Monday, December 19, 2016

The Reason

We took our children to see Santa. None of them believe in Santa Claus. Garrett and Matthew are too old for that these days and Will doesn't believe in much of anything yet. He believes that I'll feed him. Although, with the way he sometimes screams like a banshee for his next bottle, I'm not even sure he has complete faith in my follow through. One day, I assume his eyes will light up with the magical fairy tale of Santa Claus but, at the moment, we have no believers.

We had to twist Garrett's arm to sit on Santa's lap "one last time" because we wanted just one picture with all three boys together with him. When we got there, Santa was on his break. We waited forEVER. Will very nearly had an exhausted meltdown at the last moment but he rallied and we got this adorable picture which we paid way too much for.

This isn't a post about visiting Santa though.

I have something important to say.

We have never spent more than $100 dollars on each of our children for Christmas. I am not saying that so that you will feel sorry for them and think we're the poorest of the poor. I am not saying it because I want any kind of sympathy. Nor am I saying it to try to make anyone who spends less than that feel like I'm bragging. That is what we choose to spend. More or less. (Usually less.)

We taught our children from the moment they started believing in Santa that he would bring them ONE parent approved gift. Generally, we've limited this gift to roughly $20 or less. Christmas is a wonderful time of gift giving and receiving. It's magical and there are sparkly lights and pine trees erected inside our homes. Our favorite decorations come out and remind of us Christmases long, long ago. We sip hot cocoa and eat cookies. In our family, we focus on the Christ child, come to set us free. We teach our children that Christmas is in the manger, not in the packages under the tree.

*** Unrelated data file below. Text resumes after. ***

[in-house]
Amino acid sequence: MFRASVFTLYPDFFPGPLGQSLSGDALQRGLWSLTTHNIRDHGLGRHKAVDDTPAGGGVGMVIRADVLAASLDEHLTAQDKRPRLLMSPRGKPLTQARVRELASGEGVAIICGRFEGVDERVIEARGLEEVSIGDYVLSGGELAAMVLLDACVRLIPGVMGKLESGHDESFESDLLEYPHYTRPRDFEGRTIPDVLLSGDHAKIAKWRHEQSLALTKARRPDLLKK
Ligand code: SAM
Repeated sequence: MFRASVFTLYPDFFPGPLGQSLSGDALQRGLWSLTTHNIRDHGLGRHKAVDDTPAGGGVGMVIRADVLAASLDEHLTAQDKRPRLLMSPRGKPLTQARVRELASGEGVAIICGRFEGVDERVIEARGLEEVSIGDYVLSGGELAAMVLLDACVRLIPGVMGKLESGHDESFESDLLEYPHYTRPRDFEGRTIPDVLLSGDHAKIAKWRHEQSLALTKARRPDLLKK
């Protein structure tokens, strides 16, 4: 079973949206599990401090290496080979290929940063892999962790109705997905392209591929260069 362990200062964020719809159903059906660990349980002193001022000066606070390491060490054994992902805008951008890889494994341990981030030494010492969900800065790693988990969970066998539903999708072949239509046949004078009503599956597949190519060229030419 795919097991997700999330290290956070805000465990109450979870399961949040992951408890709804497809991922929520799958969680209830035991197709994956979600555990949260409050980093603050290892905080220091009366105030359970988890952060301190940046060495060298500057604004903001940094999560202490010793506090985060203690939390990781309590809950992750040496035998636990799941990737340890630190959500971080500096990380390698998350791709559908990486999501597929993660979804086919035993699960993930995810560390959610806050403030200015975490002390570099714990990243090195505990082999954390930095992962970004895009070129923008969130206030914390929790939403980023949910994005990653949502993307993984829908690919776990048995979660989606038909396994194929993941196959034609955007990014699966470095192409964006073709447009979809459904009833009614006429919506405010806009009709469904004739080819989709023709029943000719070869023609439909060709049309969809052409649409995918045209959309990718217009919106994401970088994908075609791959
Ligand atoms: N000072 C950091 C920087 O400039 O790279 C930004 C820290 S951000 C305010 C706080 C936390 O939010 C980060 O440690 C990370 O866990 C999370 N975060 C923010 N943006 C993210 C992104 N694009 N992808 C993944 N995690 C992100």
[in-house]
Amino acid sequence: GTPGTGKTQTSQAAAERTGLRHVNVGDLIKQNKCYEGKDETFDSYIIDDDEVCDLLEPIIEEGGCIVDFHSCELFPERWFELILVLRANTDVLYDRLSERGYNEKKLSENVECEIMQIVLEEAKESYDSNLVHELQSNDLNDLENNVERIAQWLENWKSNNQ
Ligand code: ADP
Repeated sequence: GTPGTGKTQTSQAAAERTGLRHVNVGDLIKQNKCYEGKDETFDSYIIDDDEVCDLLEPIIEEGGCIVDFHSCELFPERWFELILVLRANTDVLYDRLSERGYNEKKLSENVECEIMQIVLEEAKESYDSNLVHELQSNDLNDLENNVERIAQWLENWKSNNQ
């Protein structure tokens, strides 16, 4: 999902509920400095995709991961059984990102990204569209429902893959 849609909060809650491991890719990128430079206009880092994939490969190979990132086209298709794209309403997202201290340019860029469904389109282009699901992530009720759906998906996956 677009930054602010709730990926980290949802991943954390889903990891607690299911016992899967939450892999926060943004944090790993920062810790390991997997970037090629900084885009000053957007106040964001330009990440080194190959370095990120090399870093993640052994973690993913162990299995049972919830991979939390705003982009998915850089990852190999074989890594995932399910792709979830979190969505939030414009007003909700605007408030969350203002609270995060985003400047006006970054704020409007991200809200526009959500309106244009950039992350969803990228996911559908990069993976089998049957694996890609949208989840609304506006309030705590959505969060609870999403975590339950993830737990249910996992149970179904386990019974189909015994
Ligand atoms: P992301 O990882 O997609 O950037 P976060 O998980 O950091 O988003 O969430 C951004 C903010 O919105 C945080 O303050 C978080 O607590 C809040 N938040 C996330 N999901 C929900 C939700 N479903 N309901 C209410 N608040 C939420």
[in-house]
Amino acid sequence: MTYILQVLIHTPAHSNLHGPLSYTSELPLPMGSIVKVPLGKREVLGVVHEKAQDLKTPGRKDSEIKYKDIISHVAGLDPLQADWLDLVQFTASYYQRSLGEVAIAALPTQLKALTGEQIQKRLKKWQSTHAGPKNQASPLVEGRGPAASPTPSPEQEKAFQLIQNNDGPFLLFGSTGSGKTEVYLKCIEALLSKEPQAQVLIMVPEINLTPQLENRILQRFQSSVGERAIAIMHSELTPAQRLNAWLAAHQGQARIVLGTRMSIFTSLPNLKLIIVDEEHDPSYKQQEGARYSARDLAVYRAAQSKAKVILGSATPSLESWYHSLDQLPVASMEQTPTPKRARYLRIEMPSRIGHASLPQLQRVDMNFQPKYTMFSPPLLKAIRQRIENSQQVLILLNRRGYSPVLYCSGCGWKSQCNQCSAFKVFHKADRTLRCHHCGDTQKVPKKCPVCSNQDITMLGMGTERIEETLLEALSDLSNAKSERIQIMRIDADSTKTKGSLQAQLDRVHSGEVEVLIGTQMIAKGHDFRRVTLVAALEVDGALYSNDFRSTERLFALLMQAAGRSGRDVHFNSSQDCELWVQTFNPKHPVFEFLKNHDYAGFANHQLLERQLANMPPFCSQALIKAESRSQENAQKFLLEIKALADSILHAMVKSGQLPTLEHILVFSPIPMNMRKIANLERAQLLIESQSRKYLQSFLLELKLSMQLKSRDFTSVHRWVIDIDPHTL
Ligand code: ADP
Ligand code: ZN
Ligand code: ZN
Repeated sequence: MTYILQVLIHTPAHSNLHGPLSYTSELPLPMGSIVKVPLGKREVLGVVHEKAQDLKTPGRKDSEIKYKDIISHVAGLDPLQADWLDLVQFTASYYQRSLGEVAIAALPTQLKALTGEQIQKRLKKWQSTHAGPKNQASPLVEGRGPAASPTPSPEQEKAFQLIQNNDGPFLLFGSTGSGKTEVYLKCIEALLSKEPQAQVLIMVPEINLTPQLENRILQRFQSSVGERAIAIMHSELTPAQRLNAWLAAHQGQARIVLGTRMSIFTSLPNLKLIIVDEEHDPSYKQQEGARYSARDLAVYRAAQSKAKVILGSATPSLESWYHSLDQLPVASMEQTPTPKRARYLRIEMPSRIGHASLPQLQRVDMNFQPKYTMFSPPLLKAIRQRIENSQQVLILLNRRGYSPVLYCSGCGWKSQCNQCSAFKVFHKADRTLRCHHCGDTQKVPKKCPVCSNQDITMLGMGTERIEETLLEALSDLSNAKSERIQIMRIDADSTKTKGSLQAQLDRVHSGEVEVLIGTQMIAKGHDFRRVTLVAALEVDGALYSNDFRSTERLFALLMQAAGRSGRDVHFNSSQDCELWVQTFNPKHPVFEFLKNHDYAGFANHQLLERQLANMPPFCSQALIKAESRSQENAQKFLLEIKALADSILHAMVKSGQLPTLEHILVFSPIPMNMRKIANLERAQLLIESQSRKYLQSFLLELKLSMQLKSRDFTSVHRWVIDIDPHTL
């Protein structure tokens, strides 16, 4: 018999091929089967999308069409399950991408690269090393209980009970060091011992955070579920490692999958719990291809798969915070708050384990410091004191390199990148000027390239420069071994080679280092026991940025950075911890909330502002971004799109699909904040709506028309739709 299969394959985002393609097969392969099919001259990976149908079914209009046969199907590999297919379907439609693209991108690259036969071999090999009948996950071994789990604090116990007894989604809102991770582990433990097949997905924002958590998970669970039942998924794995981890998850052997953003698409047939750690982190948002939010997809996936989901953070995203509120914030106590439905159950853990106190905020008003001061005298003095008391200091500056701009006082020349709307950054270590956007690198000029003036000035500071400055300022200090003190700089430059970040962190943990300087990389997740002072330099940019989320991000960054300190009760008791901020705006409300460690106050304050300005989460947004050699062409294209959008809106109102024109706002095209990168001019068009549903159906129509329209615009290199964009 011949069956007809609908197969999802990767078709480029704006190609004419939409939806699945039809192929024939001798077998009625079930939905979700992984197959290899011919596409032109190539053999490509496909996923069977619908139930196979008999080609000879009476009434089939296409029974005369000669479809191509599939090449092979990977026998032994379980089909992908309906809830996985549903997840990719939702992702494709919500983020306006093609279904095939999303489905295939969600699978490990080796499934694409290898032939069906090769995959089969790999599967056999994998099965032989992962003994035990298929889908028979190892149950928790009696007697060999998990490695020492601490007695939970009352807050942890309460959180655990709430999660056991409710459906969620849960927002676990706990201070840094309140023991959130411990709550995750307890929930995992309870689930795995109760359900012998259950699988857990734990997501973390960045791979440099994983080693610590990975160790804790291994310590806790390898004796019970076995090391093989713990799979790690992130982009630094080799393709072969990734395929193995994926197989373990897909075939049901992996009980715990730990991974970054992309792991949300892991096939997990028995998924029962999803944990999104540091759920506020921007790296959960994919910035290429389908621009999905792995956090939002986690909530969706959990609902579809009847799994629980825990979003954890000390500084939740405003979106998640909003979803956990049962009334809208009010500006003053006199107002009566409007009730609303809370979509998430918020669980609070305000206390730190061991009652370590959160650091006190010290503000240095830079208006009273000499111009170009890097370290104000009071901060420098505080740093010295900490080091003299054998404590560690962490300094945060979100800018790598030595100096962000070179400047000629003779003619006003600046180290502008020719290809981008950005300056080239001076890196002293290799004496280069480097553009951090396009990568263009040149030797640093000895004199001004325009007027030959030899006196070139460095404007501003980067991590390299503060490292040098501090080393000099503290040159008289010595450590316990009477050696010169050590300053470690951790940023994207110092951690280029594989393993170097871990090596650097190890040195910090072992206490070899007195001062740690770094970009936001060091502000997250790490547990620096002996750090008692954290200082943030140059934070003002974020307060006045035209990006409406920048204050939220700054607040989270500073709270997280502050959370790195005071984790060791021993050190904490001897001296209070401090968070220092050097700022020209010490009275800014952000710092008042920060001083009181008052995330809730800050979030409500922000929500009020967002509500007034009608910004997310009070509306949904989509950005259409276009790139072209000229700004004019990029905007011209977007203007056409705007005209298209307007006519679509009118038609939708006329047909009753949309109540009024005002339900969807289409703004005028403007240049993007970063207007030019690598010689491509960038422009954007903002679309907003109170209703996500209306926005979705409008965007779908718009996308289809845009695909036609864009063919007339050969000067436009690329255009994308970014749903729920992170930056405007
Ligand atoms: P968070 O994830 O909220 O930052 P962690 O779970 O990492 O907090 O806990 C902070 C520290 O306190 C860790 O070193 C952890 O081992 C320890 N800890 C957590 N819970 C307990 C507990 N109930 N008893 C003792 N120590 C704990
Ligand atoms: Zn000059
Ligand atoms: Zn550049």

Receiving gifts is a fun tradition. Receiving the Savior is a matter of life or death.

Yesterday, when we were just a few minutes away from meeting Santa, Garrett turned to me, his eyes WIDE as saucers. "What?" I exclaimed because, clearly, something was wrong.

"Did you hear what she's asking Santa for?" he whispered the sentence in one long exhale of air.

There was a girl, probably somewhere between my boys in age, standing just a few feet away with who I assume to be her father. I shook my head from side to side, I hadn't heard. He pulled me down closer to him and whispered, "She wants a hatchimal, an iPad, and a phone!" he paused. "She wants all that. SHE IS ASKING HIM FOR ALL THAT!"

When the boys were in preschool, I realized this was going to be an issue. I stood around and listened as parents told other parents what the red-suited man was bringing their children. I did mental math and gave up when I'd estimated the loot to be well over $500. FOR PRESCHOOLERS! I was getting my kid a couple of toys and some clothes. Long ago, we explained to our children that some kids receive a lot from Santa Claus but that the parents have to approve it all. We told them that we only wanted them getting something small. So as not to ruin what Christmas is all about. They understood and this has been our policy ever since.